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      Taenia solium cysticercosis.

      Lancet
      Animals, Antiparasitic Agents, therapeutic use, Cost of Illness, Cysticercosis, drug therapy, epidemiology, prevention & control, Developing Countries, economics, statistics & numerical data, Epilepsy, etiology, Humans, Neurocysticercosis, Swine, parasitology, Swine Diseases, Taenia solium, Taeniasis

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          Abstract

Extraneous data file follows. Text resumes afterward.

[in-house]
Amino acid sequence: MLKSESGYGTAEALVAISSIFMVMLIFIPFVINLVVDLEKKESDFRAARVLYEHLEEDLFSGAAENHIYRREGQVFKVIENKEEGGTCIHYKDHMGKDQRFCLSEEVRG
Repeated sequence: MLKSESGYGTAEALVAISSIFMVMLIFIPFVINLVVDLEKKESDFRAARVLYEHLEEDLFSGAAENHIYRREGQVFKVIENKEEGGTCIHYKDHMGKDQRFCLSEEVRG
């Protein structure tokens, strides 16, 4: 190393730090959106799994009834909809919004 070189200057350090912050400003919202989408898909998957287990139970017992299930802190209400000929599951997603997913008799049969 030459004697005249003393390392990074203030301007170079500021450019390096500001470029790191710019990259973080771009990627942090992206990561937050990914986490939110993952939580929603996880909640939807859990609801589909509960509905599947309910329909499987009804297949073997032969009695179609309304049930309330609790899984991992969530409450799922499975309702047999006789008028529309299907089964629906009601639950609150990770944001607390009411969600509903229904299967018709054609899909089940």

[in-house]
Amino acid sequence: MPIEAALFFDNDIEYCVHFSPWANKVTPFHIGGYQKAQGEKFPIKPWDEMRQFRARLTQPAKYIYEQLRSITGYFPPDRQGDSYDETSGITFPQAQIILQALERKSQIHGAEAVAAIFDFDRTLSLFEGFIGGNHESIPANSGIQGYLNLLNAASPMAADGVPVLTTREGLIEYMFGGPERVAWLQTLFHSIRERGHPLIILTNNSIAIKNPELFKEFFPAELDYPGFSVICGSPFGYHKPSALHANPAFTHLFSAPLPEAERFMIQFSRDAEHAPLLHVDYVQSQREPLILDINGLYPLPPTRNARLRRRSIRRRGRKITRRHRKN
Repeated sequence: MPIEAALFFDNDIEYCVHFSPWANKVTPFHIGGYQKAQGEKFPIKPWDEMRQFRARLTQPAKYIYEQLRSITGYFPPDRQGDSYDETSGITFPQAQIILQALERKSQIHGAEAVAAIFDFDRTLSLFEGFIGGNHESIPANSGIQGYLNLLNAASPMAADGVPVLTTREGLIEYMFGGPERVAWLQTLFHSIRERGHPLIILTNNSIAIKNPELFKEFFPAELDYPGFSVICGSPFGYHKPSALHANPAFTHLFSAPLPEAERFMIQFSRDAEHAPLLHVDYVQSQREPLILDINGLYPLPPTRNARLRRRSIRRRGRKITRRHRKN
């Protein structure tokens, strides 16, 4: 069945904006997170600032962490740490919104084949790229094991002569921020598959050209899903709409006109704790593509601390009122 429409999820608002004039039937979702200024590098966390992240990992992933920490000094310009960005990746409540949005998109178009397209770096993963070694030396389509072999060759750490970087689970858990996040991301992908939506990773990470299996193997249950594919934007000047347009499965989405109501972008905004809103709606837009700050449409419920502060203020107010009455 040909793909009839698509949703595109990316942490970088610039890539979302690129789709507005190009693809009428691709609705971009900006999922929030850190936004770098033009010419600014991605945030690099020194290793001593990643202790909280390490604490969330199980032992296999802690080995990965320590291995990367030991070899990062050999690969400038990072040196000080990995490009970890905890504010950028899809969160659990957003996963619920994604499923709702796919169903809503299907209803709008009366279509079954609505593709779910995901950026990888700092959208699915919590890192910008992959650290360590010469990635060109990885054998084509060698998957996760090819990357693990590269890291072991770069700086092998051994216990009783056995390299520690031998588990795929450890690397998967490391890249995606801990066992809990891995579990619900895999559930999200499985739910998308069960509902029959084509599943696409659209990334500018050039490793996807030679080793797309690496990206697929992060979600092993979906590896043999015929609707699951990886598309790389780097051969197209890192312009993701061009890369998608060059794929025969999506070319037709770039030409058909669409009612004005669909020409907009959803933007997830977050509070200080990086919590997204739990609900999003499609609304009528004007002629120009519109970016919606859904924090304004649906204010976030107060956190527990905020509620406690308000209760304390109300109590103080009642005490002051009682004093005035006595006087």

The larval stage of the pork tapeworm (Taenia solium) infects the human nervous system, causing neurocysticercosis. This disease is one of the main causes of epileptic seizures in many less developed countries and is also increasingly seen in more developed countries because of immigration from endemic areas. Little information is available on the natural evolution of taeniasis or cysticercosis. Available therapeutic measures include steroids, treatments for symptoms, surgery, and, more controversially, antiparasitic drugs to kill brain parasites. Efforts to control and eliminate this disease are underway through antiparasitic treatment of endemic populations, development of pig vaccines, and other measures.

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